An Ireland Adventure: Dublin

We arrived in Dublin around 8:30 a.m. Once we found the shuttle area we were at the hotel within a couple of minutes. A word about our hotel: This is what I would consider a typical European hotel room: not many frills, just the basics, and with that, just enough room in it to put your suitcases and get a good night's sleep. The way I look at it: I'm not in Europe to stay in my room, I only want a space where I can sleep and take a shower. So, the Europeans are quite smart that way!

Check-in was at 2:00 but there was a room available and we were able to get in it early for €20. As I said in the previous post, it was worth the extra money to go ahead and get settled. Our room was on the 1st floor; the lobby was on the 2nd floor which meant we were kind of in a basement. The room was sufficient and the bed was very comfortable. The hotel prides itself on being the closest to the airport. We heard some airplane noises but not enough to keep us awake; the noise wasn't very loud at all. 

But who wants to hear about Dublin instead of the airport? After our naps and showers, the front desk called a cab for us so we could head into City Centre. We have British friends who flew over for a few days while we were there. The last time we saw them was in 2016 during our trip to SD and CO. Her sister lives in CO and they were at the beginning of their Mexico/South America trip. 

They suggested that we meet at The Long Hall. This is one of the oldest pubs in Dublin and is in the Temple Bar region. It was a very traditional Irish pub, but unfortunately (or fortunately) I was caught up in being in Ireland with our friends that I completely forgot to take pictures of the inside. On the last trip to Ireland, I made the mistake of not drinking a Guinness until the end of the trip. I didn't make that mistake again. I started the visit with a pint right off the bat:

A couple holding a pint and half pint of Guinness in The Long Hall
1st pint of Guinness in Ireland
The best part about The Long Hall: very few tourists. I don't know how our friends managed to find places in the Temple Bar area and avoid most of the tourists, but they did it! That was just the way I wanted to visit Ireland.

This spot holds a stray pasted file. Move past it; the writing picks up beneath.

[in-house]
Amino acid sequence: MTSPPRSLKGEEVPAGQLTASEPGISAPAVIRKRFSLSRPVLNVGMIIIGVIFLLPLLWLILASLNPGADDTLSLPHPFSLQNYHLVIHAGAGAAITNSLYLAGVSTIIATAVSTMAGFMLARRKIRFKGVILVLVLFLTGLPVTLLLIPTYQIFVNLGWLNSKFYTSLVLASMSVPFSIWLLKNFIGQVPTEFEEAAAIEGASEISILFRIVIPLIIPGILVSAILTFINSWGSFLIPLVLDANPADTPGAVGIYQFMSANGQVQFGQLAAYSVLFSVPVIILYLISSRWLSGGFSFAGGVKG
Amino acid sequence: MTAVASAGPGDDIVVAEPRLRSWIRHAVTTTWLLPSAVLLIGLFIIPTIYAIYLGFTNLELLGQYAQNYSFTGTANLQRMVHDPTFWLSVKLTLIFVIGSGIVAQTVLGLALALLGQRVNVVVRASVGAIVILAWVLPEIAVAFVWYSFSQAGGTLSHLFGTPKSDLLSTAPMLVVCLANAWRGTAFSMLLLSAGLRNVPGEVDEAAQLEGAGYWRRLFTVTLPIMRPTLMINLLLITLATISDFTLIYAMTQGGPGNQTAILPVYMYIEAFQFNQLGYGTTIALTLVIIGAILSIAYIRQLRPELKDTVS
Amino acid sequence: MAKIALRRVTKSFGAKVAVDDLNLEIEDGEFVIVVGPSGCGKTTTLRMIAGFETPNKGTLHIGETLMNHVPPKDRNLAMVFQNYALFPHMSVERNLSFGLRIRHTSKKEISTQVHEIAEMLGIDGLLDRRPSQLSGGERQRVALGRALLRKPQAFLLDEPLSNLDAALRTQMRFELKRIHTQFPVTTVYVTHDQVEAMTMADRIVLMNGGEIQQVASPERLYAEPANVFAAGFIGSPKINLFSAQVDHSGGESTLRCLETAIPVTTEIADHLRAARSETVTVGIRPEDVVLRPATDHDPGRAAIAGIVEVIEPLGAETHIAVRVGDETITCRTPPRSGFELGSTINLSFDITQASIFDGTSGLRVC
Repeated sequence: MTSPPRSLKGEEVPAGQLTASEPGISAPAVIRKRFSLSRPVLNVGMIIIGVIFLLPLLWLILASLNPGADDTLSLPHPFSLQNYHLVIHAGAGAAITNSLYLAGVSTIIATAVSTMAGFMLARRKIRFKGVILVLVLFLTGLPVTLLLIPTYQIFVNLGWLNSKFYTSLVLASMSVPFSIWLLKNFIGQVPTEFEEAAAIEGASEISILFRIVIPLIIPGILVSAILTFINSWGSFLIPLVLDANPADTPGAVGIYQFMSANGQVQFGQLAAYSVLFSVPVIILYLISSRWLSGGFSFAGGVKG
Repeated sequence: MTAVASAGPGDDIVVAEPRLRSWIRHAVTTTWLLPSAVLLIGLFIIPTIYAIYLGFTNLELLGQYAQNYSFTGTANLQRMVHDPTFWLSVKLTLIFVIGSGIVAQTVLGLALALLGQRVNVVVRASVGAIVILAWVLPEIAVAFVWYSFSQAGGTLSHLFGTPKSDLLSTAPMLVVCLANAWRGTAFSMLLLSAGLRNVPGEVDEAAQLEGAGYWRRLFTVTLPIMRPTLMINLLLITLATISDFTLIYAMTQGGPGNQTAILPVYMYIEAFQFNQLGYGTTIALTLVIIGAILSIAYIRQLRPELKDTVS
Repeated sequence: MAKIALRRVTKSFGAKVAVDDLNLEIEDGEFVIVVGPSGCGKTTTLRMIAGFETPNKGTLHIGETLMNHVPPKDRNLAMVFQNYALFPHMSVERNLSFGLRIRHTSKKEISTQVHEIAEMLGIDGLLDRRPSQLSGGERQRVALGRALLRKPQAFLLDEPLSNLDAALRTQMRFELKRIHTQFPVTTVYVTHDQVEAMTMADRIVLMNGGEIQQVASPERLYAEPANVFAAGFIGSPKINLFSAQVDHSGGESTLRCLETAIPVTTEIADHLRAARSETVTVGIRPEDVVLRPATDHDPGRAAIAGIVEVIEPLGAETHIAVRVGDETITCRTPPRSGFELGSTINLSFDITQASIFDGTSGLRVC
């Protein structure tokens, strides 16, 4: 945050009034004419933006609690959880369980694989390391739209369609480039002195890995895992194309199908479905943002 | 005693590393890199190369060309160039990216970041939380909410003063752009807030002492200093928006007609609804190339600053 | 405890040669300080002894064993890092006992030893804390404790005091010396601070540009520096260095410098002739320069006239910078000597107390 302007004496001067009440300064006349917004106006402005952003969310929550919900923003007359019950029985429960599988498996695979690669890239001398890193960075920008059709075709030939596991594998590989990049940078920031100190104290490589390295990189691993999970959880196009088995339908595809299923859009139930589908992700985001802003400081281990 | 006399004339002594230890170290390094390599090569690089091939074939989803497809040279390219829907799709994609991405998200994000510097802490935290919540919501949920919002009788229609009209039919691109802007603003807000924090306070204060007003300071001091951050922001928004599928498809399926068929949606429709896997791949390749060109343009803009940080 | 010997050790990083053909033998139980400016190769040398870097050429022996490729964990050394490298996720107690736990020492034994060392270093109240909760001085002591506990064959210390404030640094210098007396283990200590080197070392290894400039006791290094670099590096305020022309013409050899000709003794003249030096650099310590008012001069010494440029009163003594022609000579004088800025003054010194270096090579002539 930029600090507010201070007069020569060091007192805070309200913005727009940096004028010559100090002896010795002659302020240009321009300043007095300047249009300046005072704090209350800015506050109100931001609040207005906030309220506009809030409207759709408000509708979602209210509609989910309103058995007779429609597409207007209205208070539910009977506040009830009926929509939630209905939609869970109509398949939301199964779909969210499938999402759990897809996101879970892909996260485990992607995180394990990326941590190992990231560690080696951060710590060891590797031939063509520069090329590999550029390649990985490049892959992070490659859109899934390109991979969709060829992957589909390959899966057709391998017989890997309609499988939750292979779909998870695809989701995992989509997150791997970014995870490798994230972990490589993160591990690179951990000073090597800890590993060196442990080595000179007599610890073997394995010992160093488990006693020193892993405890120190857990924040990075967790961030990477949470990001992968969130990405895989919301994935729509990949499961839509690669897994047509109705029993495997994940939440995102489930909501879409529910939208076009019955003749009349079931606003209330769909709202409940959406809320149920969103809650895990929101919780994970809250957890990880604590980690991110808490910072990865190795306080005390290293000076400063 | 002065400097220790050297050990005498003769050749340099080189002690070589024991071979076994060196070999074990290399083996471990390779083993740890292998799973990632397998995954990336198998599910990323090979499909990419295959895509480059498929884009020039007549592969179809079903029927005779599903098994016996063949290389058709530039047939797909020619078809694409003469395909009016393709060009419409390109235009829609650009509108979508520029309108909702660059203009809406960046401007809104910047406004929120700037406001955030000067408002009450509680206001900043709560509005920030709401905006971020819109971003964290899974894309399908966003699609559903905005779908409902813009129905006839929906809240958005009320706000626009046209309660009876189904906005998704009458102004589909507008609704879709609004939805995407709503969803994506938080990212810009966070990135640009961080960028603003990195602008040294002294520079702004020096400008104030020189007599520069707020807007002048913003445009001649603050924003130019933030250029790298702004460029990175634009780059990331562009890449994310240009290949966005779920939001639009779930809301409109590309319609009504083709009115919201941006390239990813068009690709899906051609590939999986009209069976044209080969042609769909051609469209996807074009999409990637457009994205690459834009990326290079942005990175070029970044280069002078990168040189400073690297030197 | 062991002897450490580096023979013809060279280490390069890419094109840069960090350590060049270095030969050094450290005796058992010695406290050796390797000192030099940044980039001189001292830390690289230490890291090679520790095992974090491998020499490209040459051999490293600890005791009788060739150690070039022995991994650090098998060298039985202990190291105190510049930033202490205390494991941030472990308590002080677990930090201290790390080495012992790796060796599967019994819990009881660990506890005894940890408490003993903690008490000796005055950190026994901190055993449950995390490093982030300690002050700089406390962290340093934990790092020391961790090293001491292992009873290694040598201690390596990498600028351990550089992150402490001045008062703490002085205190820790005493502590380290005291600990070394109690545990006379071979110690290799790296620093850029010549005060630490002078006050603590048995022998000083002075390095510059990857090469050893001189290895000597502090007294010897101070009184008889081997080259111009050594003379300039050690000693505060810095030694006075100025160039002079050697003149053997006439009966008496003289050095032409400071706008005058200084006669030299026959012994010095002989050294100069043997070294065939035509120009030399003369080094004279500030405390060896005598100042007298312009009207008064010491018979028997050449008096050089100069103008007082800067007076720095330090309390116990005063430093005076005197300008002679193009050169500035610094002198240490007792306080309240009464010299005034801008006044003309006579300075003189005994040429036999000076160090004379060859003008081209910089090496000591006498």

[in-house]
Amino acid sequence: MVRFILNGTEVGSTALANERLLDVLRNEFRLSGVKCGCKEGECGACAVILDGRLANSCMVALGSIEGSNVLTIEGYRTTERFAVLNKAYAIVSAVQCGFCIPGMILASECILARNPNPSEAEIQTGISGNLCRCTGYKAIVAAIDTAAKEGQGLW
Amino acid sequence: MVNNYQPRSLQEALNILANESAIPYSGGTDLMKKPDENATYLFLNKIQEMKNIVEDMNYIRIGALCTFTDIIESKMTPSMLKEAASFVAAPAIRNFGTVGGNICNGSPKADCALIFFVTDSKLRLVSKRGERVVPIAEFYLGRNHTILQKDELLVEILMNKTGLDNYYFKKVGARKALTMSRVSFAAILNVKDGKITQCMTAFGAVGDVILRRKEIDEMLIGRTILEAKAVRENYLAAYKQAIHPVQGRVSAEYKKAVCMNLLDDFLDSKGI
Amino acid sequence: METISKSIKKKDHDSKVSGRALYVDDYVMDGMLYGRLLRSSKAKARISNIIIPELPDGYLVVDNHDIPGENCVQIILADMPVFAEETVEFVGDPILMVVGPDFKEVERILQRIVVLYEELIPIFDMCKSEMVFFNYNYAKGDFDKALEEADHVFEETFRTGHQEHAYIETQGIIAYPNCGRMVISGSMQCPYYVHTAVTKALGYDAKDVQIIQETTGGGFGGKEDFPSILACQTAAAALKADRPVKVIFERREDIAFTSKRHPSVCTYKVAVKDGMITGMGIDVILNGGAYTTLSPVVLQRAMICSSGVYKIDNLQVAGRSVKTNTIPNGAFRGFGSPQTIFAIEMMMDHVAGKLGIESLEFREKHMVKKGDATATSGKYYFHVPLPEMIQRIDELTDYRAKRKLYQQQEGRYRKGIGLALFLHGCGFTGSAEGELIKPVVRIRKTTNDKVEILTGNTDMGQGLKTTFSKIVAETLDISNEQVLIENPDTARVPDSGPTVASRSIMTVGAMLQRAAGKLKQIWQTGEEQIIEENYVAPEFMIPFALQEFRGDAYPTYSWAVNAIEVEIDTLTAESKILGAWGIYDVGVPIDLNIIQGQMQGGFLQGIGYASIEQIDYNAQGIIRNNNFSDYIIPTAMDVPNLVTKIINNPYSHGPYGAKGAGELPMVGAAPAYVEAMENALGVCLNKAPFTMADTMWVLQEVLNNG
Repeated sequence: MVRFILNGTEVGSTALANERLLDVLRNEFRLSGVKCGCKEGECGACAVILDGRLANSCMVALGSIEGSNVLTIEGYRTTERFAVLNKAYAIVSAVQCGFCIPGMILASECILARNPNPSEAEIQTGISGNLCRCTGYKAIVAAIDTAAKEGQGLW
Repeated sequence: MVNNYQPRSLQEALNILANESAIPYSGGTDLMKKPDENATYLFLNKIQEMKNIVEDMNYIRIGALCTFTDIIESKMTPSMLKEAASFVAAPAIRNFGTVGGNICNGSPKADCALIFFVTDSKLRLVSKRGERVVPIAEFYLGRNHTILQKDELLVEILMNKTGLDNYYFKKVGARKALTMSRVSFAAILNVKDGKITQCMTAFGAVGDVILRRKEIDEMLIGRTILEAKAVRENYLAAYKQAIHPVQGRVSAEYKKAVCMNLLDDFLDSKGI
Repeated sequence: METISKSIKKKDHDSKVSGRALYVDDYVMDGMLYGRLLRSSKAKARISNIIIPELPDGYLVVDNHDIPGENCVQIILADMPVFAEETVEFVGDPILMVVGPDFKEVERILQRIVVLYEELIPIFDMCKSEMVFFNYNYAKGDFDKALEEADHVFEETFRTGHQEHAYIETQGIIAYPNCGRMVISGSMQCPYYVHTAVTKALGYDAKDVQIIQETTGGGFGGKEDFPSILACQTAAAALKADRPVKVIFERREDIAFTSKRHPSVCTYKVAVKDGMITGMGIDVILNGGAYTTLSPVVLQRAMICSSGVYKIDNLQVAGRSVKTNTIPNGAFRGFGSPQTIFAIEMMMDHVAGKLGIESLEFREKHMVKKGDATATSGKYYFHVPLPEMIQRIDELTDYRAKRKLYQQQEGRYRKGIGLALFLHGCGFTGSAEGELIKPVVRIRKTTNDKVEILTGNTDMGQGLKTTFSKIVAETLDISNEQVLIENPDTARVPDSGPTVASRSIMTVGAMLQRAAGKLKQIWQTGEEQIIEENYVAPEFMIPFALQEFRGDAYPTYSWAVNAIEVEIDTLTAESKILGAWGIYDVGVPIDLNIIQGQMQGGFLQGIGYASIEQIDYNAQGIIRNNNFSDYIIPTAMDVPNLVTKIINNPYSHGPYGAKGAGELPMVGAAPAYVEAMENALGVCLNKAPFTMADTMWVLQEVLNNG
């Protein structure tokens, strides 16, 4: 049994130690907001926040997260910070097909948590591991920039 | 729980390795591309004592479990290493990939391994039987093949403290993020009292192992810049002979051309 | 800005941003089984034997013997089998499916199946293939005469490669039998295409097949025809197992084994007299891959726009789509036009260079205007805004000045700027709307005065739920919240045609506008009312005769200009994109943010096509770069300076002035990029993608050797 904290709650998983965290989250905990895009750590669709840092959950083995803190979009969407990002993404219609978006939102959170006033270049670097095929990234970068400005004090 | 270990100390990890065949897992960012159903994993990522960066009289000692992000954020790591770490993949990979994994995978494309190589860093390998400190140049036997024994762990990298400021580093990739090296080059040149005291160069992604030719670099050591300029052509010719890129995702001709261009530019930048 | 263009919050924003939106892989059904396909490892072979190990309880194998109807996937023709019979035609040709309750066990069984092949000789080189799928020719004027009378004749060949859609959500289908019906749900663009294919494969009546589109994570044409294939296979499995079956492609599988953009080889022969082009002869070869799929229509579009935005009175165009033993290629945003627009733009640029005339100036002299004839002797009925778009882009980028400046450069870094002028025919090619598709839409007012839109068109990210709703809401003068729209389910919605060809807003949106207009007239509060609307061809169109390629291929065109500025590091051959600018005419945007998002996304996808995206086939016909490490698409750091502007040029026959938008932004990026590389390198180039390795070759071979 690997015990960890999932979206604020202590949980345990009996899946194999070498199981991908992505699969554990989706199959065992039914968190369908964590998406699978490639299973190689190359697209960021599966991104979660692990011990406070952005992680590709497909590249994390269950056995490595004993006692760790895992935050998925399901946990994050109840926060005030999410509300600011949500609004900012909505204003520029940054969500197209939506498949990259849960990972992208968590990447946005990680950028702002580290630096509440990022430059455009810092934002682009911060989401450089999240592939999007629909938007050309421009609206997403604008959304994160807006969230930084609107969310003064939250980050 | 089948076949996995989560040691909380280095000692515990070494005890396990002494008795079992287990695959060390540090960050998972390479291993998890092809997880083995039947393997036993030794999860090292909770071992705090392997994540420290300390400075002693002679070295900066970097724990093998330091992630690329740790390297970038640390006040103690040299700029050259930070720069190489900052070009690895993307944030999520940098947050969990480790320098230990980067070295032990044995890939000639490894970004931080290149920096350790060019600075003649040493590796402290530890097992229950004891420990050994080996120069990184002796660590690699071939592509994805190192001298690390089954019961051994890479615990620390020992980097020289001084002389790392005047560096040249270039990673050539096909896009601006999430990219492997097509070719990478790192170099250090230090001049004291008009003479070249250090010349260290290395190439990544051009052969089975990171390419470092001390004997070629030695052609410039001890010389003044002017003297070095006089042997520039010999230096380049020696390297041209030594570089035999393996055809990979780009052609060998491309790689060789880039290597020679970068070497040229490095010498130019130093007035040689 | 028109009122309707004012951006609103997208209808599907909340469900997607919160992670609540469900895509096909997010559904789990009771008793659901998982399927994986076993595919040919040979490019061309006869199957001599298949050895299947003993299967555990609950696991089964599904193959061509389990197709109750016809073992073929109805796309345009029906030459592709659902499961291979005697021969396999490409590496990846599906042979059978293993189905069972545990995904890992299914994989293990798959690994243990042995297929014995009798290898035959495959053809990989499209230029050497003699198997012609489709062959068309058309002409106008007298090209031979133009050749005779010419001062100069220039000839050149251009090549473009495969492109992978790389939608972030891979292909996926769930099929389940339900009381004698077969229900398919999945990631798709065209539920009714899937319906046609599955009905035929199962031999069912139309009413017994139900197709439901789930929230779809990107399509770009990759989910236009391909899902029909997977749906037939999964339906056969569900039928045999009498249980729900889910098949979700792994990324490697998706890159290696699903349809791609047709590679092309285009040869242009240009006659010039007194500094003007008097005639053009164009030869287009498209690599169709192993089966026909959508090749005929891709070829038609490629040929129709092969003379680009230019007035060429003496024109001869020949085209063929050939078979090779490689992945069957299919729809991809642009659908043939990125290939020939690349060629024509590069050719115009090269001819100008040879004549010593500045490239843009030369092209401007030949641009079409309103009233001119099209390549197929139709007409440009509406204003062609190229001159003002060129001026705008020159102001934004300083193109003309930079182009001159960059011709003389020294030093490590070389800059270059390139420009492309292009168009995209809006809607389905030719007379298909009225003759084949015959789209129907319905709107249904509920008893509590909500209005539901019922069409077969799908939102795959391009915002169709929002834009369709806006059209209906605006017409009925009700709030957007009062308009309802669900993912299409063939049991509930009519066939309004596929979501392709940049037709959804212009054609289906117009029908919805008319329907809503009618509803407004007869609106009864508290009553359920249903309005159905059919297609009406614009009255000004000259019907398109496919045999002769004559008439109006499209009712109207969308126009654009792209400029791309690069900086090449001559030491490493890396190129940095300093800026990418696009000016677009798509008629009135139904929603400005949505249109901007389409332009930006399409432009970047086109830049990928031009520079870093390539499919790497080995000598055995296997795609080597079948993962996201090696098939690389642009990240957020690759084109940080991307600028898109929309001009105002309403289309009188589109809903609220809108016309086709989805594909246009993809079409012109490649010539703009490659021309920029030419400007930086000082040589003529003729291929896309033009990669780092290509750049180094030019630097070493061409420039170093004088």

Jane asked for a recommendation for dinner so we left there and headed toward the restaurant. Except we didn't find it. We did, however, find this little place instead:
lights on The Bankers Bar in Dublin
The Bankers Bar is another traditional Irish pub
This stumble was quite a find! In fact, we liked it so much that we stopped in the next night for a nightcap! Once again, very few tourists. We ate dinner there the first night then said our "good nights" and went back to the hotel to crash. We decided to split up the next day (because there were museums they wanted to see that we really weren't interested in and vice versa) and then meet for dinner that night. 

Actually, we had no plans of what to see. I didn't make plans and didn't make a list of what I wanted to see. A lot of it depended on how CH was feeling and what he wanted to do since I had been there and had already done most of the "touristy" things. One thing I really wanted to see was Kilmainham Gaol but it was closed on Monday/Tuesday (when we were there) and then it was booked for our last day before we flew home. Next time.

We took the bus to City Centre. The bus was a lot less expensive than the taxi but it did take a little longer to get there. The bus stop was just at the back of the hotel, so it was super convenient. I forgot to mention: there was a Circle K gas station/convenience store also just at the back of our hotel so we were able to walk across the street for snacks and sodas. They had a decent food area as well, so we even ate breakfast there one morning. 

CH asked if there was a church or something I wanted to see that I didn't see last time, and of course, I said that there was! St. Mary's Pro Cathedral is actually just around the corner from the hotel where M (my SIL) & I stayed; we just never ventured over there because it's not on the main drag. The original plan was to build the cathedral where the General Post Office (GPO...there's a lot of historical significance from the Easter Uprising at that spot) is (right on O'Connell St.), but the location was changed due to worries about the delay of Catholic Emancipation. So it sits on what I would consider a side street with very little traffic. We had no trouble finding it; we walked in and it just so happened that it was near the beginning of mass! 
The Cathedral is the white building behind us on the left

Just before reaching the Cathedral, we saw this pub and had to laugh. It is just down from the Cathedral. How perfect is the name for a pub that close to a Catholic Church?
The Confession Box
Unfortunately, it was closed at 11:00 a.m. on a Tues. A little research revealed how it got its name. Excommunicated Catholics (including Michael Collins) involved in the rebellion from the Irish War of Independence (1919-1921) would stop in to have their confession heard and to receive communion from sympathetic priests from the Cathedral. It was called the "Maid of Erin" at that time. This is one place I'm putting on my list for my next trip.